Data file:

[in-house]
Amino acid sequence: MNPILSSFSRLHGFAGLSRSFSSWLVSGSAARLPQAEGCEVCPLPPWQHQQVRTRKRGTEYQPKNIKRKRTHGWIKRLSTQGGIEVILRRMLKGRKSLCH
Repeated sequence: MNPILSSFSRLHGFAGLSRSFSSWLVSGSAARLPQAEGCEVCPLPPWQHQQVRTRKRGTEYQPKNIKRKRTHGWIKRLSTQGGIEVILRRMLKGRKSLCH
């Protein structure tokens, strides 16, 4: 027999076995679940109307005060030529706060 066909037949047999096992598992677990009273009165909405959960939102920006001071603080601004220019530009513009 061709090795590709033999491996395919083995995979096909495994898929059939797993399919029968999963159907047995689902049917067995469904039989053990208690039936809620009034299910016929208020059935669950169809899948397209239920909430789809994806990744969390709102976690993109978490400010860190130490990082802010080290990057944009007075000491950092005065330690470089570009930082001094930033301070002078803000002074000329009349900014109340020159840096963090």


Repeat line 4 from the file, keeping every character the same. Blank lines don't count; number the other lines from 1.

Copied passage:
């Protein structure tokens, strides 16, 4: 027999076995679940109307005060030529706060 066909037949047999096992598992677990009273009165909405959960939102920006001071603080601004220019530009513009 061709090795590709033999491996395919083995995979096909495994898929059939797993399919029968999963159907047995689902049917067995469904039989053990208690039936809620009034299910016929208020059935669950169809899948397209239920909430789809994806990744969390709102976690993109978490400010860190130490990082802010080290990057944009007075000491950092005065330690470089570009930082001094930033301070002078803000002074000329009349900014109340020159840096963090």